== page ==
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Tabaimo: DANMEN
Written by Satoshi KOGANEZAWA   
Published: February 09 2010

    Tabaimo’s creations have two things in common, whether they were made in the form of images or book illustrations: they are expressions of changing images and chains of altered images, and also they are always depicted using a motif of social aspects. This consistent style has been found throughout Tabaimo’s activities for more than nine years since she debuted in 1999 with her work named “Japanese Kitchen” (video installation with sound, three-sided [5 min. 10s ec., loop]).
    In her large-scale solo exhibition entitled “Tabaimo: DANMEN” (Yokohama Museum of Art), we can enjoy viewing five new installations made for this exhibition as well as illustrations drawn for Shuichi Yoshida’s novel, Akunin, which was serialized in the evening edition of Asahi Shimbun from 2006 to 2007. At the entrance of the venue, the “danchiso” (video installation [2 min. 53 sec., loop], 2009, private collection) is projected. This work was made in a long vertical form which effectively uses the height of the ceiling. In the installation, pieces of furniture installed in each room fall down below our eyes in the cross-sectional drawing of some collective housing development which seems to be an apartment block. This makes me imagine a waterfall. Indeed, the scene in the room is gradually filled with things and empties of these things. This refreshed me, but here if I am allowed to be slightly critical, I would like to point out that in that the images are looped and thus the room ultimately returns to be occupied by various things again.

fig. 1 "yudangami" (2009); video installation [4min. 13sec., loop], private collection, courtesy of the artist and Yokohama Museum of Art

fig. 2 "danDAN" (2009); video installation [loop], private collection, courtesy of the artist and Yokohama Museum of Art

fig. 3 “chigirechigire” (2009); video installation [2min. 43sec., loop], private collection, courtesy of the artist and Yokohama Museum of Art

fig. 4 "BLOW" (2009); video installation, [3min. 42sec., loop], private collection, courtesy of the artist and Yokohama Museum of Art

    In the first exhibition room, we encounter the installation named “Akunin” (ink, Japanese paper [2006-2007], video [2009, loop], 34.6 cm × 136.0 cm [50 series], private collection). Paper has been joined up together like a picture scroll. Consecutive images have been generated from one image. For instance, the tip of a tie which someone is about to wear seems to be a flow of water, while in the next scene the water flow has been depicted like a woman’s head of hair. Concerning this part, the two different images, namely, those of a necktie and a woman’s head of hair, seem to have been naturally connected with each other by inserting an image of water between them. Despite this, in other scene, a train was abruptly drawn above a woman’s head. Cut or altered human body parts appear frequently in Tabaimo’s new creations made for this exhibition and are also one of the characteristics of her works. In the video entitled “yudangami” (video installation [4 min. 13 sec., loop], 2009, private collection) [fig.1], which was created based on “Akunin”, this cutting out of a body part was expressed using the clearest motif, such as “hair cut”. The person found in the film is definitely not the main character in “Akunin”. She, Miho Kaneko, is a woman working in the sex industry. Her hair found at the both sides of the picture plane seems to be stage curtains. The space found between these two parts of her hair looks like a stage. In the space, there are some images, such as those of Kaneko’s fingers when she is taking a shower - they seem to represent Kaneko metaphorically. What impressed me most in this creation are not the images, but her hair itself. Kaneko cuts her hair by herself and flushes all the images developed in the film using her hair as if a rough sea was depicted in the scene. These acts of Kaneko’s make me feel as if her hair represents women’s will.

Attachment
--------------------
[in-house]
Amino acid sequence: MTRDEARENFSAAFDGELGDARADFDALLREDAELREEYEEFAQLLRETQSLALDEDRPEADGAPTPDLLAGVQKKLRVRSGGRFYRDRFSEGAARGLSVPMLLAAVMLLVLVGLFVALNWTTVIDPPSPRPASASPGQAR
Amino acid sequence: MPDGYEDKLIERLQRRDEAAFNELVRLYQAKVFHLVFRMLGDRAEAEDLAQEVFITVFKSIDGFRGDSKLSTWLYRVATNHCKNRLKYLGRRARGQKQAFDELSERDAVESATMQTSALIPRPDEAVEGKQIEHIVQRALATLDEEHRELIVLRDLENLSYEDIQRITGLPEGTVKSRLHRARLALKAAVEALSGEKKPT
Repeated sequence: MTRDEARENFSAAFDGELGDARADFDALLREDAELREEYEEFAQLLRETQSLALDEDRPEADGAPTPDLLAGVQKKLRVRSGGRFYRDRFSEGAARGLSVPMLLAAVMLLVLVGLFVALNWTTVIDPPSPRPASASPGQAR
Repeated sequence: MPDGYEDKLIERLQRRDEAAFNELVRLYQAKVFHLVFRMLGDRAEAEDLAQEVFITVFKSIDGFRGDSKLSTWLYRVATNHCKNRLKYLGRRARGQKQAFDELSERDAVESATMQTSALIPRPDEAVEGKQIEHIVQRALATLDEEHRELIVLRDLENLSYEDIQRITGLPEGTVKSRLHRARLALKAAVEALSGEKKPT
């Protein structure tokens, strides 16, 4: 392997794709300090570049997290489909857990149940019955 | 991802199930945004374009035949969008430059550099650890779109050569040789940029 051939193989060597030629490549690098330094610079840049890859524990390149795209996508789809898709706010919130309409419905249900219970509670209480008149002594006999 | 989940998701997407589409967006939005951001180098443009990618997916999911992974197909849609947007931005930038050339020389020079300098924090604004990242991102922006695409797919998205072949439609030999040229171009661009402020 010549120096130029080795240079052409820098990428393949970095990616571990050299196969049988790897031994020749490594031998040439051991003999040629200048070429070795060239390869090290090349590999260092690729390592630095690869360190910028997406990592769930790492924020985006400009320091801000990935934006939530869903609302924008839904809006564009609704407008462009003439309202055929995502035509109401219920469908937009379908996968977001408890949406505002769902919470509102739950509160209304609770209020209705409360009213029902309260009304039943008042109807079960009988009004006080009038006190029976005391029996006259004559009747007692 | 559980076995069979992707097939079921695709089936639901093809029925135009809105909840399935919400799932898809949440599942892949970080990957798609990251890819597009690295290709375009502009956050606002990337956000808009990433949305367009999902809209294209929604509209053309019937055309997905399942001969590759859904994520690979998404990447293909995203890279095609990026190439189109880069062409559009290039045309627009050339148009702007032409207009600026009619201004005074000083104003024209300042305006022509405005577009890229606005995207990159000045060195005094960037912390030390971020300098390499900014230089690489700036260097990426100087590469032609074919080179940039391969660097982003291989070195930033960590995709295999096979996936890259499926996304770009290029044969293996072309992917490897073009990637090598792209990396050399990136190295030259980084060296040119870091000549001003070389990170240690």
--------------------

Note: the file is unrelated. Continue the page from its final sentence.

In the next work named “danDAN” (video installation [loop], 2009, private collection) [fig. 2], three-sided projections were used to concurrently show overhead views of an adjacent room of a housing development in a longitudinal direction. There is a room giving us an unsettled impression in that windows have been broken and red smears looking like bloodstains have been attached to a bed. In other room, a woman is splashing her face with water in a toilet bowl. People depicted in the video have no relationship with each other, though they are neighbors. “I” do not know if anything happened even in an adjacent room, such as something like a criminal case having happened and a people next door having an exceptional custom that she washes her face with water in a lavatory pan. This film shows us the isolation of our day.